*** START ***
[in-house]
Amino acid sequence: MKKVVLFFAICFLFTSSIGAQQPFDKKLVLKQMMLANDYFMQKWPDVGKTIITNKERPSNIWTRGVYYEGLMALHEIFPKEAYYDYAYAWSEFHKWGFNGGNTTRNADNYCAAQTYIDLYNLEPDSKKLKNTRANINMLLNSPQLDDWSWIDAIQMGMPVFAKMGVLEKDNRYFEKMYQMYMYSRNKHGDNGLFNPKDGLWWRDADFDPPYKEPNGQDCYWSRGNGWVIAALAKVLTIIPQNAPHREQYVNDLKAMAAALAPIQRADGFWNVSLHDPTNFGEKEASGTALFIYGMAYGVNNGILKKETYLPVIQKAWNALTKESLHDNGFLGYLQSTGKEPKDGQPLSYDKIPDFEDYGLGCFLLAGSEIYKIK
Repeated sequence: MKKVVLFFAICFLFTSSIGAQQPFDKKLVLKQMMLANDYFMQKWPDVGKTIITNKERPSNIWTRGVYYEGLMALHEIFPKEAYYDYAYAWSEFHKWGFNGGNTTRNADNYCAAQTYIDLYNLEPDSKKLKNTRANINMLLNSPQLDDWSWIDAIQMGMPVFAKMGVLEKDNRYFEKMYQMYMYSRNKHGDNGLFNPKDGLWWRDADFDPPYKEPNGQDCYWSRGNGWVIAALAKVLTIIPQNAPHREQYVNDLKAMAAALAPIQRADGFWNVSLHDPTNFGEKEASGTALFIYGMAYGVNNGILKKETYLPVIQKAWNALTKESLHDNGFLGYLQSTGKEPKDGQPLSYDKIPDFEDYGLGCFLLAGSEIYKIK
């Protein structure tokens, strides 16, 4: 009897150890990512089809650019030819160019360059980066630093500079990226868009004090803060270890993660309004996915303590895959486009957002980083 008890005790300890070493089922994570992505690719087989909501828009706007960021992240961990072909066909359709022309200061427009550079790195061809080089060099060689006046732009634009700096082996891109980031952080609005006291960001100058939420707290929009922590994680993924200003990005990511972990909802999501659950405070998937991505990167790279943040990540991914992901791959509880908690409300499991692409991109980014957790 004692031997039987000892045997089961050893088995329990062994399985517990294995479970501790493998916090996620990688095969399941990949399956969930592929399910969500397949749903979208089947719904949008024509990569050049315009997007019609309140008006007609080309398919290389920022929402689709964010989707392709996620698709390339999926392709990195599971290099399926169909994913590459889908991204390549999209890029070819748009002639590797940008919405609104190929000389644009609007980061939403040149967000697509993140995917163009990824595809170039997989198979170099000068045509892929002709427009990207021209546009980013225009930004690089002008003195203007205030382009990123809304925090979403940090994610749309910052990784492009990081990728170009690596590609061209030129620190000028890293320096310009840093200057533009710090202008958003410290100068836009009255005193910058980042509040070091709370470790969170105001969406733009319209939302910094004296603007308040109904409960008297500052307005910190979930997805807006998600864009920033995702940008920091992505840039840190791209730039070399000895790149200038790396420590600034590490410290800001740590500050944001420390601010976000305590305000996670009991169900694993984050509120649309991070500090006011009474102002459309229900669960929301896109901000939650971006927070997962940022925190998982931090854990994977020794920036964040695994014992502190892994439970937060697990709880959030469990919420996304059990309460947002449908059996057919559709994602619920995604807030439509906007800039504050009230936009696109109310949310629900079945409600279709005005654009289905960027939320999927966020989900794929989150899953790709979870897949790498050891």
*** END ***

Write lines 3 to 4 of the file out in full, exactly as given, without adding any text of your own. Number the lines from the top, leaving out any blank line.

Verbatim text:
Repeated sequence: MKKVVLFFAICFLFTSSIGAQQPFDKKLVLKQMMLANDYFMQKWPDVGKTIITNKERPSNIWTRGVYYEGLMALHEIFPKEAYYDYAYAWSEFHKWGFNGGNTTRNADNYCAAQTYIDLYNLEPDSKKLKNTRANINMLLNSPQLDDWSWIDAIQMGMPVFAKMGVLEKDNRYFEKMYQMYMYSRNKHGDNGLFNPKDGLWWRDADFDPPYKEPNGQDCYWSRGNGWVIAALAKVLTIIPQNAPHREQYVNDLKAMAAALAPIQRADGFWNVSLHDPTNFGEKEASGTALFIYGMAYGVNNGILKKETYLPVIQKAWNALTKESLHDNGFLGYLQSTGKEPKDGQPLSYDKIPDFEDYGLGCFLLAGSEIYKIK
């Protein structure tokens, strides 16, 4: 009897150890990512089809650019030819160019360059980066630093500079990226868009004090803060270890993660309004996915303590895959486009957002980083 008890005790300890070493089922994570992505690719087989909501828009706007960021992240961990072909066909359709022309200061427009550079790195061809080089060099060689006046732009634009700096082996891109980031952080609005006291960001100058939420707290929009922590994680993924200003990005990511972990909802999501659950405070998937991505990167790279943040990540991914992901791959509880908690409300499991692409991109980014957790 004692031997039987000892045997089961050893088995329990062994399985517990294995479970501790493998916090996620990688095969399941990949399956969930592929399910969500397949749903979208089947719904949008024509990569050049315009997007019609309140008006007609080309398919290389920022929402689709964010989707392709996620698709390339999926392709990195599971290099399926169909994913590459889908991204390549999209890029070819748009002639590797940008919405609104190929000389644009609007980061939403040149967000697509993140995917163009990824595809170039997989198979170099000068045509892929002709427009990207021209546009980013225009930004690089002008003195203007205030382009990123809304925090979403940090994610749309910052990784492009990081990728170009690596590609061209030129620190000028890293320096310009840093200057533009710090202008958003410290100068836009009255005193910058980042509040070091709370470790969170105001969406733009319209939302910094004296603007308040109904409960008297500052307005910190979930997805807006998600864009920033995702940008920091992505840039840190791209730039070399000895790149200038790396420590600034590490410290800001740590500050944001420390601010976000305590305000996670009991169900694993984050509120649309991070500090006011009474102002459309229900669960929301896109901000939650971006927070997962940022925190998982931090854990994977020794920036964040695994014992502190892994439970937060697990709880959030469990919420996304059990309460947002449908059996057919559709994602619920995604807030439509906007800039504050009230936009696109109310949310629900079945409600279709005005654009289905960027939320999927966020989900794929989150899953790709979870897949790498050891």